Tuesday, March 29, 2011
Two Jakes and a Piece of Cake
by J. F. Benenate
tenderized the souls of cyclists silly enough to slap down their cash for a 70 mile ride in this 2011 rendition of a March Saturday's "Piece of Cake Road Race" - Stage 2 of the Oregon Cup. A flat farmland circuit considered by most to be Oregon's version of a Spring Classic.
Featuring a controversial three mile gravel section this year, anxiety seemed high.
Jacob Rathe local boy gone Garmin - Chipotle Development Team Pro, was fresh back from his big win in the Rutas de Americas in South America, and maybe the only person who didn't seem nervous at all.
Jake Hansen moved to the front early hoping to choose some good road in the early gravel. He even did some big rolling that turned into an all out attack. Team Oregon had similar designs, and got Romer away with Riffle from HPC and both had their teams blocking.
Donald Reeb, Stephen Beardsley, and Butch Martin's red jersey kids of Hammer/CMG chased that early half an hour break down.
Early in the race Jacob Rathe warned his protege Jake Hansen that Rathe would be marked and if he attacked, all would go after him. His advice was, when they go, you wait and counter attack. That advice would reveal itself later on.
For now Hansen was rolling again, and the next selection of seven formed up. The new group included three Team Oregon men, Bucholz of Therapeutic Associates, Zach Winter of Guiness, and Rathe. Cross wind echelons were the order of the day.
After rolling that group into a three minute lead, Hansen attacked with a tail-wind in the gravel. The move stripped off Therapeutic Associate Bucholz and Team O's Edgerton. Team O actually worked together to help shell Edgerton at one point. When they realized their error, the tried to slow up and eat their gu-packs. So Jake attacked them with the packets still hanging from their mouths. After a monster pull, the pursuers had disappeared from sight.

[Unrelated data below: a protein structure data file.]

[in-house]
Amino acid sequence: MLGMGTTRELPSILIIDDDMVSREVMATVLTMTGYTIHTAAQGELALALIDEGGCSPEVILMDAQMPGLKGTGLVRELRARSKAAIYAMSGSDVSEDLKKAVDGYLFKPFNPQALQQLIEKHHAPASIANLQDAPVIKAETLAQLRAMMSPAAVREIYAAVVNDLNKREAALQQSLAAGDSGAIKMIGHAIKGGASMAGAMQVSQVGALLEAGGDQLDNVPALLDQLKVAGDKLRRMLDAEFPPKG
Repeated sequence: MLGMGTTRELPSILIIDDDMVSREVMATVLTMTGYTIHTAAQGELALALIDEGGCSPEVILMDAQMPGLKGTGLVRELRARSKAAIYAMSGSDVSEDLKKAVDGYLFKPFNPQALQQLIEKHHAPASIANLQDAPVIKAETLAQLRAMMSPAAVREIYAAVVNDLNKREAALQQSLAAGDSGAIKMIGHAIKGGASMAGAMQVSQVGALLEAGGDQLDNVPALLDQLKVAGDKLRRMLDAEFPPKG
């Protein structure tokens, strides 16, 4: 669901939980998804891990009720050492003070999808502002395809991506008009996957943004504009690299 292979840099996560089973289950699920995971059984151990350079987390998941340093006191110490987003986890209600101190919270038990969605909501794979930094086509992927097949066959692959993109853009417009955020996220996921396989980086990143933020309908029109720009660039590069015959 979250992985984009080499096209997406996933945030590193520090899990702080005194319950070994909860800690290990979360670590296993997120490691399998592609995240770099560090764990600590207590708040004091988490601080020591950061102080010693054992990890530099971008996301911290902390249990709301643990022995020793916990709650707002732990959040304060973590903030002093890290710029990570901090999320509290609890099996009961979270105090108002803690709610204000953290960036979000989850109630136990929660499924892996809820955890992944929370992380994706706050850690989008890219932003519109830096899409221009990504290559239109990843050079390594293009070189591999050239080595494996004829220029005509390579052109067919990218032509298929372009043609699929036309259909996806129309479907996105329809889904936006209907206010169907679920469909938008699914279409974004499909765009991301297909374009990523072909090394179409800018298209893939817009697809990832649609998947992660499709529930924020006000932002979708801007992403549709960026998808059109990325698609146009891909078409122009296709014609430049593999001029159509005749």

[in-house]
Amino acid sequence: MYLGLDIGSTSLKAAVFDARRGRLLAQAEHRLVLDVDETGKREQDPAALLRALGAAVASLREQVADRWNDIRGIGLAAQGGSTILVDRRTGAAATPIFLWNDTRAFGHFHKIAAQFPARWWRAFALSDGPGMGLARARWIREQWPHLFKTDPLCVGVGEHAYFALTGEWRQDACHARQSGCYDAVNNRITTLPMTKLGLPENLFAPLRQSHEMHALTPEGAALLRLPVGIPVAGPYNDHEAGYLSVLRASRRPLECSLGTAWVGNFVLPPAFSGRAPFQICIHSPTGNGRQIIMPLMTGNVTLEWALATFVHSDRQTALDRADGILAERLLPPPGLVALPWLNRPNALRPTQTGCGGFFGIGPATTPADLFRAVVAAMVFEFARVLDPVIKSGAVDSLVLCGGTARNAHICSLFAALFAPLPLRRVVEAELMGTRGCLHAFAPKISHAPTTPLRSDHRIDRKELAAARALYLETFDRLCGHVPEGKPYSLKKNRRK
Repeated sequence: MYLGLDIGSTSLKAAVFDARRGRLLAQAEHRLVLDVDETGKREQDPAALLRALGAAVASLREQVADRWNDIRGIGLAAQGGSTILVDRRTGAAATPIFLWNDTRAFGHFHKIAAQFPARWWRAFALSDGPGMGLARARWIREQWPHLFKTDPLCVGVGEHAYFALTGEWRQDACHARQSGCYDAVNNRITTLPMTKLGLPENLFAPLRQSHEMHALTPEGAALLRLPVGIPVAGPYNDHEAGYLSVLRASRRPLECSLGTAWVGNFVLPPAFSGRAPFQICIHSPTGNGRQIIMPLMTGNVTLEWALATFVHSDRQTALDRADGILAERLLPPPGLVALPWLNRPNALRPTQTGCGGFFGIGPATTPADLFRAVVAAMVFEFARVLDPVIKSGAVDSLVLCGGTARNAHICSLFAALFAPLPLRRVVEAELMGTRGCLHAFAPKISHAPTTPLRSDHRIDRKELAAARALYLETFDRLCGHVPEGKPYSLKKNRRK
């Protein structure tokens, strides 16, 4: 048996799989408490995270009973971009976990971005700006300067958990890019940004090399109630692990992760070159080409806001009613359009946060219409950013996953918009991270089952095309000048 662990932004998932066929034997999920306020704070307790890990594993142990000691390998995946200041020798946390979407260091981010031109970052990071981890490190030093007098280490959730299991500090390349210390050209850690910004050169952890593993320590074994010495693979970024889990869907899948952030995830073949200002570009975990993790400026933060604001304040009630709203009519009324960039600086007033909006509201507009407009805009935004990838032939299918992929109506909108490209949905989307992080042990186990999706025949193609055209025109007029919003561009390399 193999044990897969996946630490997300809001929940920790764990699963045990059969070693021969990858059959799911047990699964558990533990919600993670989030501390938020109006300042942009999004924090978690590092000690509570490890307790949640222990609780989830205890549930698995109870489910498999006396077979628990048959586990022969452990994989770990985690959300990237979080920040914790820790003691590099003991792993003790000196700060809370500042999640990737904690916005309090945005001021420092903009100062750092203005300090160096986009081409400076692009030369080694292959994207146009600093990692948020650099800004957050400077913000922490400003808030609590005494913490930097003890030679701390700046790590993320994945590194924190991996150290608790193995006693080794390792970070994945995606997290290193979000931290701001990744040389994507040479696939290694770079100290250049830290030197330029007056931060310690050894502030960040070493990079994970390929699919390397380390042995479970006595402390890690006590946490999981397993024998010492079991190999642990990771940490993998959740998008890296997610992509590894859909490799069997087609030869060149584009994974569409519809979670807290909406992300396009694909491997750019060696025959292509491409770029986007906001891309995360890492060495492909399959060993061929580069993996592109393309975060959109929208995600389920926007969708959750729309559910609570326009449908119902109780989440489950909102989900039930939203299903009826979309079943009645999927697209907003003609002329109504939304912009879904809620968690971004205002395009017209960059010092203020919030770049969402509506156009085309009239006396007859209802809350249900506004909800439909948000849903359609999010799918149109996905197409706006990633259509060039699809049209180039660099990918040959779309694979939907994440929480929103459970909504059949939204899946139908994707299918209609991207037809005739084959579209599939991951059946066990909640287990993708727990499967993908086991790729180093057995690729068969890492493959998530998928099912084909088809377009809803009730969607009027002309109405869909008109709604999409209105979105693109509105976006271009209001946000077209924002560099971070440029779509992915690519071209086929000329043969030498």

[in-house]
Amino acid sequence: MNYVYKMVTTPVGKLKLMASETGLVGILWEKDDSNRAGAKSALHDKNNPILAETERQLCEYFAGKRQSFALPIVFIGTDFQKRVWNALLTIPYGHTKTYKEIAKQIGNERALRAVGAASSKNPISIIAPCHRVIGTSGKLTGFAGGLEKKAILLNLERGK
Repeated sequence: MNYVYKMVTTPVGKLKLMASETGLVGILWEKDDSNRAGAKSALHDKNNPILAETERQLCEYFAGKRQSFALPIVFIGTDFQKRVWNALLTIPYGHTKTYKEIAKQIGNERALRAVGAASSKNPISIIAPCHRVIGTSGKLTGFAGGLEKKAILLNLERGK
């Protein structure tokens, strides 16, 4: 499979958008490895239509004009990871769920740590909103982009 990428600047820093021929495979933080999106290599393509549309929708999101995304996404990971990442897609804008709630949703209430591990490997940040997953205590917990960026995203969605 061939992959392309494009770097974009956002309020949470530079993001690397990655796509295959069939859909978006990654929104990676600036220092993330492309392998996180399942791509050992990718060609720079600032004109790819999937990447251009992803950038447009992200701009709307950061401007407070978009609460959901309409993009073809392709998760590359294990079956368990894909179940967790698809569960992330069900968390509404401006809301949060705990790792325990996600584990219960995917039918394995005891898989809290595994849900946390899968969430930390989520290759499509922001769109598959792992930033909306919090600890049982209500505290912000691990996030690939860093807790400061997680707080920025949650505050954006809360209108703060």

Now down to five, the breakaway endured another wave of rain, sleet, and sun, and the racers ran their echelons accordingly.
Up onto the rise and into the big wind Rathe went to the front for a little dig. Team O stuck to him like a new tattoo.
When they all sat up after the effort to catch Rathe, Jake H. went himself.
Rathe just watched and smiled.
Like an interior designer organizing his livingroom, Rathe had set everything up.
Elijah Romer looked at Rathe. Chris Swan looked down the road at the gap. Their hearts must of sank. Winter of Guiness looked so tired, he must have just been thankful for the moment of slow pedaling.
Rathe sat and smiled for about thirty seconds, then demonstrated why he is a Pro. He set to work pursuing our Jake like a Panther after a rabbit. Our Jake was pedaling squares. He was all over the road. Rathe was smooth, rolling straight like a missile.
Jake looked back terrified. Jacob kept closing the gap.
"I thought Jacob would come flying by any moment and nip me at the line," said Jake Hansen, "keep pedaling all the way! I kept saying to myself."
Both coach and athlete recognized the fundamental tutelage of the pro to the amateur.
Immediately after the line, both heaped thanks onto Rathe for all his benevolence.
"Afterwards, all I could say was thank you," Hansen said of his first moments after he crossed the line and Rathe crossed 3 seconds later.